Strictly speaking, Partial Exemption Special Method doesn’t have to be accommodated within the Making Tax Digital (MTD) process at all. The majority of PESMs are performed in spreadsheets today, and as HMRC has conceded that spreadsheets can be used for MTD compliance, PESM calculations can be performed outside the process. Once the necessary computations have been carried out, the results can then be factored back into the VAT Return and digitally submitted.
But PESM is a complex beast. Performing all those cost allocations outside of the MTD process results in a high potential for error. Spreadsheets are a common source of mistakes with 88% containing errors due to incorrect formulas, corrupt macros or human input errors. This is why they are often the first port of call for HMRC when it scans software during an investigation.
Using a spreadsheet-based approach also means you can’t time stamp adjustments or track back calculations to the original transaction to determine how the error occurred. In effect, there is no digital audit trail. This makes it extremely difficult not only to correct errors but to prove compliance; an issue that is becoming increasingly important as regulators begin to advance their ambitions.
We’re moving towards an era of ever greater culpability where finance and tax teams will be expected to prove their workings. If you can’t evidence your compliance, you create latency within the VAT repayment process effectively suspending the recovery of any input VAT the business may be owed.
With respect to PESM, one of the most common areas businesses fall down upon is their compliance with the conditions of their PESM. Being able to prove you’ve judiciously followed the agreed criteria even when changes have been made is paramount. The business therefore needs to show how any changes, or additions, to cost centres or ERP systems have been updated and reflected in calculation algorithms, transactions accurately classified and allocated to their appropriate sectors, transactions blocked/excluded and that any definitions agreed with HMRC upheld.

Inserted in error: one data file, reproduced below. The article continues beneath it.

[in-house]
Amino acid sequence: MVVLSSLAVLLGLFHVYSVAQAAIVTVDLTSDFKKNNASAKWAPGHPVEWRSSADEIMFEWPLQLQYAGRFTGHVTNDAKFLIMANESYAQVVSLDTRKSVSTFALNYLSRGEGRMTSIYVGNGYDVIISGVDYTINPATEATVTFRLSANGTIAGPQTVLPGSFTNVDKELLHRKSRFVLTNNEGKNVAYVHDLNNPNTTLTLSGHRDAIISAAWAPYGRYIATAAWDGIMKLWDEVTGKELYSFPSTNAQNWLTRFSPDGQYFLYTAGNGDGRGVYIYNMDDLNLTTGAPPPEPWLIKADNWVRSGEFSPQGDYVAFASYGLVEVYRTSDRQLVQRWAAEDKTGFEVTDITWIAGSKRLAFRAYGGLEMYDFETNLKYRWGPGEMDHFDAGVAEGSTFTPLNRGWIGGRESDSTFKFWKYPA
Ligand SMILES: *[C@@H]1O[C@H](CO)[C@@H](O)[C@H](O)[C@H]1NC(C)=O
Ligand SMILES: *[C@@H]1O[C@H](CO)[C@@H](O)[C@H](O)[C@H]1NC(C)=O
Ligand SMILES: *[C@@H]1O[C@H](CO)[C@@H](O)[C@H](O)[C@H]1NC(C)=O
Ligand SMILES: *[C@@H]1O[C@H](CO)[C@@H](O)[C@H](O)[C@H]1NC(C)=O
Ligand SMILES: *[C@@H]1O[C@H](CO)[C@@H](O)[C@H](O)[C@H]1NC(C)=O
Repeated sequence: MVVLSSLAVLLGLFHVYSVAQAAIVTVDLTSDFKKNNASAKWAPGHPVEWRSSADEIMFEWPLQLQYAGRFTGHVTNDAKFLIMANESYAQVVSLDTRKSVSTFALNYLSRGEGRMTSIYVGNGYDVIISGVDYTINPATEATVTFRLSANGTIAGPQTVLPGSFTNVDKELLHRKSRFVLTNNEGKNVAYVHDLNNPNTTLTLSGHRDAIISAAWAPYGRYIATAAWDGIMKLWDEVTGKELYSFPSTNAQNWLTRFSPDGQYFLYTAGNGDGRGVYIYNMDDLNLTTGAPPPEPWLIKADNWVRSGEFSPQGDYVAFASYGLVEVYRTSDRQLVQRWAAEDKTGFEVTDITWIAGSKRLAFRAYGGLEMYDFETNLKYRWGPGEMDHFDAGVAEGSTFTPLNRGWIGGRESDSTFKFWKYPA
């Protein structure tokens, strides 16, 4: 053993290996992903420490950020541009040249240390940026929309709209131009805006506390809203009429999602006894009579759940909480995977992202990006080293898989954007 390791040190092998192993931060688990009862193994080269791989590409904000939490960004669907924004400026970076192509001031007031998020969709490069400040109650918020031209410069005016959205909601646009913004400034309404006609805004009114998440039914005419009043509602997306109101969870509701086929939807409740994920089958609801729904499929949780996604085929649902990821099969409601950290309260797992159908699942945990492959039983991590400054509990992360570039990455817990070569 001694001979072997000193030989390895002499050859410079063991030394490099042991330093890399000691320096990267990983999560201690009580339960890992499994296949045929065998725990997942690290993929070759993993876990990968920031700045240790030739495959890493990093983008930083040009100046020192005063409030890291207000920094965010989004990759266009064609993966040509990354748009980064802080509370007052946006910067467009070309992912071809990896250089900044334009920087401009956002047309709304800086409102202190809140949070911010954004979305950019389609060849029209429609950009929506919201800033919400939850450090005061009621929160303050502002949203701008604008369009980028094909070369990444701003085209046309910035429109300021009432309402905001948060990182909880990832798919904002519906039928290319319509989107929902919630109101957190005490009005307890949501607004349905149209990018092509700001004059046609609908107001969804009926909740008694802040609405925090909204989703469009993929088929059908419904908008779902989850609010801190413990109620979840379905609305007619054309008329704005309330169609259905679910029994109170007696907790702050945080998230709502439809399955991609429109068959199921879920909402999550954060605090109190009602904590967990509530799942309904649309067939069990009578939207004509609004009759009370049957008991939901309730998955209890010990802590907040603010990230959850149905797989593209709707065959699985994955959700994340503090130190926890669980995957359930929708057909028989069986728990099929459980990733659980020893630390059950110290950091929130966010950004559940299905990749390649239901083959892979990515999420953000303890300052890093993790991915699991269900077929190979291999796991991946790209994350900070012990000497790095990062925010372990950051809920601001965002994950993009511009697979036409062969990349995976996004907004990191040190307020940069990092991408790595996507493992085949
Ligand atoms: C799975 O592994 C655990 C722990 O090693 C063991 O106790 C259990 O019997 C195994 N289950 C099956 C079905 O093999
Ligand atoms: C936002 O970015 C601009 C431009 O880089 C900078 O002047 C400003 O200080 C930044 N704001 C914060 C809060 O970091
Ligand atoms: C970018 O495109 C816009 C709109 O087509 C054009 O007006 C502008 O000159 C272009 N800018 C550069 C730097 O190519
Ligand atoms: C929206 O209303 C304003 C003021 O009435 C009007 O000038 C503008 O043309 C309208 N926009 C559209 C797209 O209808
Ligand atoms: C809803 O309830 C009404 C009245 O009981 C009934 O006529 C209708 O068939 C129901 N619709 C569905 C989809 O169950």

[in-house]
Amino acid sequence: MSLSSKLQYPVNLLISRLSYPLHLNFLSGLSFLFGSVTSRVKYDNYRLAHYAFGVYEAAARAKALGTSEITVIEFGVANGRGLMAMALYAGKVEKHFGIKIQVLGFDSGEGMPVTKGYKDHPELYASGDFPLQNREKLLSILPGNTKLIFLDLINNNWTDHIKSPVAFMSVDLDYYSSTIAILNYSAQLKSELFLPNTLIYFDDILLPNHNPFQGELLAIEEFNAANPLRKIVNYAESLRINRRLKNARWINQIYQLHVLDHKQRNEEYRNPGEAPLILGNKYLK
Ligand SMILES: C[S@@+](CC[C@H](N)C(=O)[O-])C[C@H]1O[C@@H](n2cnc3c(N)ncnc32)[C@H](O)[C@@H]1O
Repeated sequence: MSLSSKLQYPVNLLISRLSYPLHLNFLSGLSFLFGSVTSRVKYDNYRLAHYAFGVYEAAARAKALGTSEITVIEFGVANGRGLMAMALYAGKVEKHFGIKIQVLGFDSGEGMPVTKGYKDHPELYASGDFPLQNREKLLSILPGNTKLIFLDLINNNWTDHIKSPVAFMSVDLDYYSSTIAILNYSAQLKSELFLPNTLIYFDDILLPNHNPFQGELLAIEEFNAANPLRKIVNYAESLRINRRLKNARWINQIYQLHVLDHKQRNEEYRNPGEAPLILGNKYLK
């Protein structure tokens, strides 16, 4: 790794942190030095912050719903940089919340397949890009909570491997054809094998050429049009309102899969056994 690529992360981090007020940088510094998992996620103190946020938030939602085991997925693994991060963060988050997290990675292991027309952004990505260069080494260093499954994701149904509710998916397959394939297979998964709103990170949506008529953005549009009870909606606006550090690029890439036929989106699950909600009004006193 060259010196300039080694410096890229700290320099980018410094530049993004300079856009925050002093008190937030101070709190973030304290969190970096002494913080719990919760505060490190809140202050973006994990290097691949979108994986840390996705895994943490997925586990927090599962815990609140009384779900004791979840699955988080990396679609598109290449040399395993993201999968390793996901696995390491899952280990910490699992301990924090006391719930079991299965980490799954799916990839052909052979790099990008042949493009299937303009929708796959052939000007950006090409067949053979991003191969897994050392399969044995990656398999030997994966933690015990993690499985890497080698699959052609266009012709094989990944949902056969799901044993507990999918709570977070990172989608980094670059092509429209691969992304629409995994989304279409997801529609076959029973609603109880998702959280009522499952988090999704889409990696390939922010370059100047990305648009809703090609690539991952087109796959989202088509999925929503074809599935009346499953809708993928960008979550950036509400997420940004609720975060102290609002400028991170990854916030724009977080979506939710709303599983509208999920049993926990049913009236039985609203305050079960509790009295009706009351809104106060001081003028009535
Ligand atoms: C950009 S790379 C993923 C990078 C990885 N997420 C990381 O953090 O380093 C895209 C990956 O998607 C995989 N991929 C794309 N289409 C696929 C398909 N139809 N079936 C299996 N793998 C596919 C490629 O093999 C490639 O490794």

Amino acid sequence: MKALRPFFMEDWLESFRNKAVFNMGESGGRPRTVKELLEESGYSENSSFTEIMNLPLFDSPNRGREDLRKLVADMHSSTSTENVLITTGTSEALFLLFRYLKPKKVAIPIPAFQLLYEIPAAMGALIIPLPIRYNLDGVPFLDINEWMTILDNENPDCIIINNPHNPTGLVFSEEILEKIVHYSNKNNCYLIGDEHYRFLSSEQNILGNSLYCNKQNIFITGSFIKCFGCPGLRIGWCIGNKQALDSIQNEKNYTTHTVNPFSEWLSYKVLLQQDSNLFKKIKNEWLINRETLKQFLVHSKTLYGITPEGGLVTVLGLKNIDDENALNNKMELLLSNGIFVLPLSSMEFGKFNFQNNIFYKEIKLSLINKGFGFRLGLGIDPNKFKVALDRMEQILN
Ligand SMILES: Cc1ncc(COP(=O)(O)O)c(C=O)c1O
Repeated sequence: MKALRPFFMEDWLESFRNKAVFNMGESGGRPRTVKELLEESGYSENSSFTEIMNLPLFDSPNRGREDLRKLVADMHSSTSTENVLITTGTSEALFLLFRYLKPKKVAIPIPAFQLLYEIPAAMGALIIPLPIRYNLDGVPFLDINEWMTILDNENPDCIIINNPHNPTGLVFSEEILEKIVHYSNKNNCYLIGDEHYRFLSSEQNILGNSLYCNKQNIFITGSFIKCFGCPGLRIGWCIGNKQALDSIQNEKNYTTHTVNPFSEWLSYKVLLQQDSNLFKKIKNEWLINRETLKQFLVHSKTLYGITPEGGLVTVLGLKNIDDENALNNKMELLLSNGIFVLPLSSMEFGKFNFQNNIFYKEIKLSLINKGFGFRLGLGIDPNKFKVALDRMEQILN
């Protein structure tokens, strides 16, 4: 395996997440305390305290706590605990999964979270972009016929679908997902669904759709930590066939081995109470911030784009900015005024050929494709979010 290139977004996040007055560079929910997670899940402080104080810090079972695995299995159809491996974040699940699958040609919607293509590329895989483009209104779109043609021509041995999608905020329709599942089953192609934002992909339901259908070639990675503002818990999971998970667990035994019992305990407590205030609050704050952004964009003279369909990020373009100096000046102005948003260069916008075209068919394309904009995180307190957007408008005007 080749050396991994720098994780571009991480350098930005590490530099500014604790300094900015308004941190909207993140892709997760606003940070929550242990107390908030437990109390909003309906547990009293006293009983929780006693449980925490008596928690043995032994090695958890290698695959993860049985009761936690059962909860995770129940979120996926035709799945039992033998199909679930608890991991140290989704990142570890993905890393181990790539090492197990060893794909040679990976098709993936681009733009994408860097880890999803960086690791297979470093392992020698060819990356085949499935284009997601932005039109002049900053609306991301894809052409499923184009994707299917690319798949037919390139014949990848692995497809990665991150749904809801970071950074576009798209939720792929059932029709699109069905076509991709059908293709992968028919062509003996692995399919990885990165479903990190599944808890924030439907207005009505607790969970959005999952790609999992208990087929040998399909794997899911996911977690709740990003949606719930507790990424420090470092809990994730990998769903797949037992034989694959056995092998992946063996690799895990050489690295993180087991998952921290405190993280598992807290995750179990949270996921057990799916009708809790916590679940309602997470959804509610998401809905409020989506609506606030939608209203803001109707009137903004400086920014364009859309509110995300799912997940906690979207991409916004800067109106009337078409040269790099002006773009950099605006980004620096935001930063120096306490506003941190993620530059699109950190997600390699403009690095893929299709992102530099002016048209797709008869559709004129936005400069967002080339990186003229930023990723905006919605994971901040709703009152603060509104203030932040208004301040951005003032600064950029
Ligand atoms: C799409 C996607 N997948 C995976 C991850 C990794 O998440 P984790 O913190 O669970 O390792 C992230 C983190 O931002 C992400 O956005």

Digital links as a game changer
HMRC will also look for evidence of compliance with the second MTD mandate – digital links – due to come into effect from April 2021. While a PESM is classed as an adjustment and can therefore be performed outside the MTD process, the source to submission process must be digitally linked.
Cut/copy and paste of data is disallowed and this has led to a great deal of confusion over how data can then be digitally linked back in. During a market survey conducted in March 2020, we found that 78% of businesses were concerned about the management and calculations of adjustments, including partial exemption, under digital links. An example of how this confusion is manifesting itself can be seen in the query below which was posted in an HMRC forum in February 2020.
“The organisation I work for completes a partial exemption calculation in an excel spreadsheet before submitting our return using bridging software. We download excel reports from our accounting software to use for the calculation. I understand that “cut and paste” and “copy and paste” are not acceptable digital links but is using the function in excel to right click on a tab on a sheet and choose “move or copy” and then picking ‘create a copy’ in another work book acceptable as a digital link as this is more of an automated function than a manual one?”
The answer given was that this would not constitute a digital link and that only a formula mirroring the data would be considered compliant. In short, any form of manual input would break the digital link.
HMRC has attempted to clarify how factoring back in to the VAT process would work in VAT Notice 700/22: Making Tax Digital for VAT. It states that:
“If the adjustment requires a calculation, this calculation does not have to be made in functional compatible software. If the calculation is completed outside of functional compatible software then digital links are not required for any information used in the calculation. However using software for all your calculations will reduce the risk of errors in your returns.”
The guidance therefore clearly implies that using a fully integrated single software solution is preferable because it provides an unbroken digital chain, links the data and reduces the scope for error.
Many businesses now acknowledge that making PESM part of the digital end-to-end process under MTD makes sense. They recognise that, in the event of an audit, they will need to be able to demonstrate digital links compliance and so are voluntarily automating their PESM process.
It is also commonly assumed that MTD will eventually encompass PESM. Indeed, in its ongoing consultation on the simplification of PESM, HMRC noted that MTD “has the potential to streamline” PESM and that if automation occurs organically this may reduce the need for further regulation of the process.
So while PESM doesn’t need to be accommodated within MTD, it does need to be digitally linked or uploaded into the Return. Performing it in spreadsheets fails to realise the benefits associated with MTD, namely increased accuracy and efficiency, and means the business can’t benefit from a digital audit trail. For these reasons, performing your PESM within your MTD compliance software is by far the preferred solution.
But is your MTD software up to the task?
AlphaVAT, our compliance platform, now caters for customers operating a PESM scheme, with a PESM Builder application that allows customers to replicate their bespoke PESM calculation within the software itself. To arrange a one-to-one demo to see how AlphaVAT can ensure your compliance, click here.